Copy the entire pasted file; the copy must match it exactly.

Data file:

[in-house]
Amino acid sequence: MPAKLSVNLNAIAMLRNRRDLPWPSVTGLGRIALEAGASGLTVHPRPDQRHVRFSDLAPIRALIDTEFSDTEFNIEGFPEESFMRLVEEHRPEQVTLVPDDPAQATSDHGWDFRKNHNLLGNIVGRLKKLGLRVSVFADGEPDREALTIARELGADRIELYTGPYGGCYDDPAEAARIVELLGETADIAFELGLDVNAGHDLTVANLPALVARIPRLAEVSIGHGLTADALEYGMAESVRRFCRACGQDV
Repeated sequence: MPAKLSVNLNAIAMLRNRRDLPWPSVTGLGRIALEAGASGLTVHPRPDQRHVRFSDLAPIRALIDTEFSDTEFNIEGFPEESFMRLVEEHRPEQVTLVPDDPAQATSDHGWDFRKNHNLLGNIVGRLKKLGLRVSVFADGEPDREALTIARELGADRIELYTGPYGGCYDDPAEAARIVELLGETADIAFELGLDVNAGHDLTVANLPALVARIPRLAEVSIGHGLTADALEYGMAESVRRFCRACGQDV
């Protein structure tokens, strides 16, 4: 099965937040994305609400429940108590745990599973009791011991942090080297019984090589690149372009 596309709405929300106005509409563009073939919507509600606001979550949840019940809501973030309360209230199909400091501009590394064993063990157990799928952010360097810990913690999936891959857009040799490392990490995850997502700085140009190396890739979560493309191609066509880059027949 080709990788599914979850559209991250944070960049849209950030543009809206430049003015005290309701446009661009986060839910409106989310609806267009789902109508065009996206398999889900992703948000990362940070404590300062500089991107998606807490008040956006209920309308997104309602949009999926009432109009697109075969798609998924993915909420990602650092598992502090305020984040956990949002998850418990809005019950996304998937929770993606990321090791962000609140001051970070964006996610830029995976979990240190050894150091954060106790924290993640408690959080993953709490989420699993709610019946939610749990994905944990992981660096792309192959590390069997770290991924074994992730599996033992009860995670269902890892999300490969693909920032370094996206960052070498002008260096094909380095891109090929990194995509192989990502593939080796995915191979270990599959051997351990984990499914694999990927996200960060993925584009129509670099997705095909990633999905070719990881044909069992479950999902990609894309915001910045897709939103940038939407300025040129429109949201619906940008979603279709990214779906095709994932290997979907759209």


[in-house]
Amino acid sequence: MPAKLSVNLNAIAMLRNRRDLPWPSVTGLGRIALEAGASGLTVHPRPDQRHVRFSDLAPIRALIDTEFSDTEFNIEGFPEESFMRLVEEHRPEQVTLVPDDPAQATSDHGWDFRKNHNLLGNIVGRLKKLGLRVSVFADGEPDREALTIARELGADRIELYTGPYGGCYDDPAEAARIVELLGETADIAFELGLDVNAGHDLTVANLPALVARIPRLAEVSIGHGLTADALEYGMAESVRRFCRACGQDV
Repeated sequence: MPAKLSVNLNAIAMLRNRRDLPWPSVTGLGRIALEAGASGLTVHPRPDQRHVRFSDLAPIRALIDTEFSDTEFNIEGFPEESFMRLVEEHRPEQVTLVPDDPAQATSDHGWDFRKNHNLLGNIVGRLKKLGLRVSVFADGEPDREALTIARELGADRIELYTGPYGGCYDDPAEAARIVELLGETADIAFELGLDVNAGHDLTVANLPALVARIPRLAEVSIGHGLTADALEYGMAESVRRFCRACGQDV
């Protein structure tokens, strides 16, 4: 099965937040994305609400429940108590745990599973009791011991942090080297019984090589690149372009 596309709405929300106005509409563009073939919507509600606001979550949840019940809501973030309360209230199909400091501009590394064993063990157990799928952010360097810990913690999936891959857009040799490392990490995850997502700085140009190396890739979560493309191609066509880059027949 080709990788599914979850559209991250944070960049849209950030543009809206430049003015005290309701446009661009986060839910409106989310609806267009789902109508065009996206398999889900992703948000990362940070404590300062500089991107998606807490008040956006209920309308997104309602949009999926009432109009697109075969798609998924993915909420990602650092598992502090305020984040956990949002998850418990809005019950996304998937929770993606990321090791962000609140001051970070964006996610830029995976979990240190050894150091954060106790924290993640408690959080993953709490989420699993709610019946939610749990994905944990992981660096792309192959590390069997770290991924074994992730599996033992009860995670269902890892999300490969693909920032370094996206960052070498002008260096094909380095891109090929990194995509192989990502593939080796995915191979270990599959051997351990984990499914694999990927996200960060993925584009129509670099997705095909990633999905070719990881044909069992479950999902990609894309915001910045897709939103940038939407300025040129429109949201619906940008979603279709990214779906095709994932290997979907759209």